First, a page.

Six years after it wrote a cheque for Sun, Oracle is ramping up audits of Java customers it claims are in breach of its licences.
Oracle has been hitting up customers and partners claiming they are out of compliance on Java. This has taken some time but now its License Management Services (LMS) division is being more active in chasing down people for payment.
The database giant is understood to have hired 20 individuals globally this year, whose sole job is the pursuit of businesses in breach of their Java licences.
This is causing a boom in the industry compliance industry with specialists are themselves ramping up, hiring Java experts and expanding in anticipation of increased action next year.
At the heart of the issue is Java SE which comes in three paid flavours costing $40- $300 per user and $5,000 – $15,000 per processor.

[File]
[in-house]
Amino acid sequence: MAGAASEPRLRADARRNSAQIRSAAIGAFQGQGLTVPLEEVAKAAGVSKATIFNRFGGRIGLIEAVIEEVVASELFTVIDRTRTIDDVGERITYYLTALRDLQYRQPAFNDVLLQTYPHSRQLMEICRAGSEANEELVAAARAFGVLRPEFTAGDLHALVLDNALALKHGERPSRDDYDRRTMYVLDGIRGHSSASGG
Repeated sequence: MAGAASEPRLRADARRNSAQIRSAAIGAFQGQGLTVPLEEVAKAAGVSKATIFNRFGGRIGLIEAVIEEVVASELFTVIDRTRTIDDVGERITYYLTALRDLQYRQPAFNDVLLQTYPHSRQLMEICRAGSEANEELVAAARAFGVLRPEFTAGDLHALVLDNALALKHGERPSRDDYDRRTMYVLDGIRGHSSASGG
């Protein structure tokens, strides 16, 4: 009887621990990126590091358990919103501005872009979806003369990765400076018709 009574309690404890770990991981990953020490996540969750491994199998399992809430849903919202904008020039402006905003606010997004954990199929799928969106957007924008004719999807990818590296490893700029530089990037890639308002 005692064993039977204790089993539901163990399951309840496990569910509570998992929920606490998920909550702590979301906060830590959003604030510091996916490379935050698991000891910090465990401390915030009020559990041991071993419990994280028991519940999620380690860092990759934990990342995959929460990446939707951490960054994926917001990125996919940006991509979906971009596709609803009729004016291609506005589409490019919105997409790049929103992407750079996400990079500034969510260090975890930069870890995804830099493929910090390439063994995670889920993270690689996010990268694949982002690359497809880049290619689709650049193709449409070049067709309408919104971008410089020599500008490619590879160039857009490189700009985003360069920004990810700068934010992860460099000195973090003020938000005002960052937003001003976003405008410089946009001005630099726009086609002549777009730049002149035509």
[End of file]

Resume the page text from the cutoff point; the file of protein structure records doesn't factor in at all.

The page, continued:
Experts telling people to avoid downloading Java SE and those who have should review its use before Oracle pounds on their door.
We have been told that Oracle is also targeting its partners, even though they are the ones helping Oracle carry out the legal moves.
The issue is that people seem to believe that Java is free software because that was the case under Sun. Sun charged a licensee fee to companies like IBM and makers of Blu-ray players, but generally Sun used Java to help sales of its systems.
Oracle changed all that with Java SE includes Java SE Advanced Desktop, introduced by Oracle in February 2014, and Java SE Advanced and Java SE Suite, introduced by Oracle in May 2011.
Java SE is free but Java SE Advanced Desktop, Advanced and Suite are not. Java SE Suite, for example, costs $300 per named user with a support bill of $66; there’s a per-processor option of $15,000 with a $3,300 support bill.
Java SE is not free for what Oracle’s licence defines as “specialized embedded computers used in intelligent systems.” This includes mobile phones, hand-held devices, networking switches and Blu-Ray players.
Another issue is that when you download Java SE you can end up installing things you don’t need but have to pay for.
If anything Oracles actions are going to really hack off users next year and there will be a general backlash against Java in 2017.